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The Cairo Declaration Ignites a Spark: Building a Unified Movement

Mateo Bernal
Date Published: 
January 16, 2010

What has transpired over the past two weeks in Egypt could possibly be the biggest contribution to a global, unified movement that bridges issues of economic, social, and political justice in generations.

Over 1,300 international activists gathered in Cairo to attempt to enter Gaza, break the military siege and show the world the brutal reality of the de facto prison that 1.5 million Palestinians experience as their daily reality. We were forcefully prevented by the Egyptian government from even leaving Cairo to travel to the Egypt-Gaza border, under intense pressure from the United States and Israel. The massive demonstration morphed into a sort of international convergence, and it’s no surprise that when you pen organizers in together, they organize!

Throughout the long days spent in Cairo, powerful and radical
conversations took place among representatives from nearly 40 countries, and an international movement has been reborn, guided by new principles. As in any mass movement, particularly visionary forces emerge; in this case, the most astute vision came from a delegation from South Africa. The document resulting from their vision and the contributions of many others, called the Cairo Declaration, has real potential to give serious political definition to our movement, now focused around “Israeli Apartheid.” The language comes directly from COSATU, the Congress of South African Trade Unions (whose motto is “An injury to one is an injury to all”). Drawing on their long history of struggle in South Africa, they brought the courage and clarity to use very definite language around the fact that the predominant ideology that guides Israeli policies, Zionism, is inherently racist, and is at the root of the conflict, occupation, oppression, and violence in Palestine. According to the declaration, it is through workers, and not just consumers, that we must organize a global campaign of boycott, divestment, and sanctions (BDS). The framers of the declaration believe that a boycott must come at all points of intersection of the economy where Israeli goods are introduced; workers involved in shipping, handling, retail, and advertisement must all be organized for maximum effect.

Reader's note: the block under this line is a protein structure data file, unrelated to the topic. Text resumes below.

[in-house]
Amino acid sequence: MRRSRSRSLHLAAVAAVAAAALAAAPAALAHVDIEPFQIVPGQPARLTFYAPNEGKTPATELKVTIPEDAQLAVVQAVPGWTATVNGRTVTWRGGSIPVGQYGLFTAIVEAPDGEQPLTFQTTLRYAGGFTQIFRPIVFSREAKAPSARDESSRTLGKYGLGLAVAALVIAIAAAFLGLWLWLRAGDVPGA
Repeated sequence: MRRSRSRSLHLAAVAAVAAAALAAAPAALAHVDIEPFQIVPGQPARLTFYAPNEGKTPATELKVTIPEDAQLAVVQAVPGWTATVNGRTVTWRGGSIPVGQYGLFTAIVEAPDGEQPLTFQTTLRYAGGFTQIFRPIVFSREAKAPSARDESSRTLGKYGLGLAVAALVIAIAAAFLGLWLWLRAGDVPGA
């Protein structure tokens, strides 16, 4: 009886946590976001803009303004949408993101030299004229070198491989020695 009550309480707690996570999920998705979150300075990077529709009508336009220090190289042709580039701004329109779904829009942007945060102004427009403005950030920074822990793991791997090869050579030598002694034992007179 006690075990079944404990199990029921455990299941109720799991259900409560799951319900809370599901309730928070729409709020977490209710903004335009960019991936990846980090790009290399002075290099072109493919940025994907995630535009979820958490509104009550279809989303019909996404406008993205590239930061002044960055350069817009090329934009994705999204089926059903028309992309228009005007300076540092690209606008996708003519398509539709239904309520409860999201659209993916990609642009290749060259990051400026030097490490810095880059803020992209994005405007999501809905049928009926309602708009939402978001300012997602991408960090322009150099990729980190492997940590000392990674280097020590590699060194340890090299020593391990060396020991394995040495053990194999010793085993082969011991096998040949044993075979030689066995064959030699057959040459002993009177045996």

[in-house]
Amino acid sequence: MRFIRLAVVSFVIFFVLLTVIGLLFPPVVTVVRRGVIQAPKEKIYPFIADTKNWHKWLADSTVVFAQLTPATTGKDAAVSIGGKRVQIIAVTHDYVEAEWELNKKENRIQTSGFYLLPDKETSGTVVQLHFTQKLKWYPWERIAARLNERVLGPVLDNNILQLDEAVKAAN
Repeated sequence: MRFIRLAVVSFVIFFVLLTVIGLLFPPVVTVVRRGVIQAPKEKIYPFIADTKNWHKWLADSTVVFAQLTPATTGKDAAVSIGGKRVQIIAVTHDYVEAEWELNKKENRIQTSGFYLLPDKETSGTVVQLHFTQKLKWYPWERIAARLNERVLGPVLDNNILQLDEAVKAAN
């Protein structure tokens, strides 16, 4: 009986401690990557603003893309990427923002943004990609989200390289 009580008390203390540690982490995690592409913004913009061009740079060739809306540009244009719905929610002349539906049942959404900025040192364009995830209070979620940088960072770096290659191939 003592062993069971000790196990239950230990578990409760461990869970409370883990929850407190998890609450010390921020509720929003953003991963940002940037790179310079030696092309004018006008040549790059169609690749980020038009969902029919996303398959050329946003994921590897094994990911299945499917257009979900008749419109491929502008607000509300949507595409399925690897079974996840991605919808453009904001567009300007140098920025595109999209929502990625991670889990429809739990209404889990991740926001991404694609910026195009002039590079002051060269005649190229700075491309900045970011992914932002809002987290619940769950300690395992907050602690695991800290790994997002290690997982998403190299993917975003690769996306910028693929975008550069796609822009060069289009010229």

The Cairo declaration and the movement of which it was born was distinctly influenced by the participation of South African trade unionists, some of whom describe Israeli apartheid in Palestine as even more vile than the Apartheid regime in South Africa. The organizing around this issue, now framed in the new and more appropriate light of racism and apartheid, is a clear plea for international labor solidarity. As global citizens committed to justice around the world our participation is paramount in an international struggle against a hegemonic regime in historic Palestine, which is causing astonishing levels of oppression and suffering. This is an extraordinary opportunity to educate and organize across borders and across industry lines to create ever more profound worldwide connections. Above all, we are compelled to come to the aid of the members of our global community who have requested our assistance.

What can surely be said of this time in Cairo is that a fire has been ignited, and day by day the signatories of this declaration are growing by the thousands. We invite you to join us in signing the Cairo Declaration and standing in solidarity with Palestinians fighting for their liberation and their allies around the world. As Nelson Mandela said, “…our freedom is incomplete without the freedom of Palestinians.” From those of us who were gathered in Cairo last week to activists in Palestine, South Africa, France and around the world, emanates a belief that this is a common struggle and that now is the time to organize. You can sign the document at and together we can organize locally in a globally coordinated effort to end Israeli Apartheid in Palestine.